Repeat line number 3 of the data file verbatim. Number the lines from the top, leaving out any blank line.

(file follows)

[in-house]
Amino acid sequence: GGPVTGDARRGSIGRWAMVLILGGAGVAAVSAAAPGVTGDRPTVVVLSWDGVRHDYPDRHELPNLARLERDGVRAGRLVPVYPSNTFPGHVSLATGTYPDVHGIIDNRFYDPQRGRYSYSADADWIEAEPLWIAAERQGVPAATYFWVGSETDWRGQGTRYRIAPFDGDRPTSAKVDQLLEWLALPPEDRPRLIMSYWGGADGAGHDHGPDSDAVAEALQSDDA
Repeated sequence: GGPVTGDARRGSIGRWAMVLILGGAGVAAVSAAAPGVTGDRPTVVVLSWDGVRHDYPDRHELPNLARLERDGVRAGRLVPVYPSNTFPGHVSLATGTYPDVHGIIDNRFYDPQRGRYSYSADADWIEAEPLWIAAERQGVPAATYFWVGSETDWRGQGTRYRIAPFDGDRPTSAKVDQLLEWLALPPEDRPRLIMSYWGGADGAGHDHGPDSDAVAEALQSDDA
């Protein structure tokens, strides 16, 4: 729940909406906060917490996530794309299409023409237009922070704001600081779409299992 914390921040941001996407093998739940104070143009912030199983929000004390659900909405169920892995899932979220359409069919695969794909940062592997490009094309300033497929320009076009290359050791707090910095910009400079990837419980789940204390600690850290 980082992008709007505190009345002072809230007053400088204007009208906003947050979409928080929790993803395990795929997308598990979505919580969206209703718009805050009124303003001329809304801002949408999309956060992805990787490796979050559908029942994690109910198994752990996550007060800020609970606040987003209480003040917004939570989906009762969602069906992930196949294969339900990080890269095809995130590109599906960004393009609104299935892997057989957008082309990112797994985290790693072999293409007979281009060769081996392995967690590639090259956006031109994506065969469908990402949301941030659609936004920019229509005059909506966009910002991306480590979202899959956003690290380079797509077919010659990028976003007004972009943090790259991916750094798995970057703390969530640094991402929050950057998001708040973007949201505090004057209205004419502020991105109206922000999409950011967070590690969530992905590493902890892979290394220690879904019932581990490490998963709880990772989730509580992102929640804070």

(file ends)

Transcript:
Repeated sequence: GGPVTGDARRGSIGRWAMVLILGGAGVAAVSAAAPGVTGDRPTVVVLSWDGVRHDYPDRHELPNLARLERDGVRAGRLVPVYPSNTFPGHVSLATGTYPDVHGIIDNRFYDPQRGRYSYSADADWIEAEPLWIAAERQGVPAATYFWVGSETDWRGQGTRYRIAPFDGDRPTSAKVDQLLEWLALPPEDRPRLIMSYWGGADGAGHDHGPDSDAVAEALQSDDA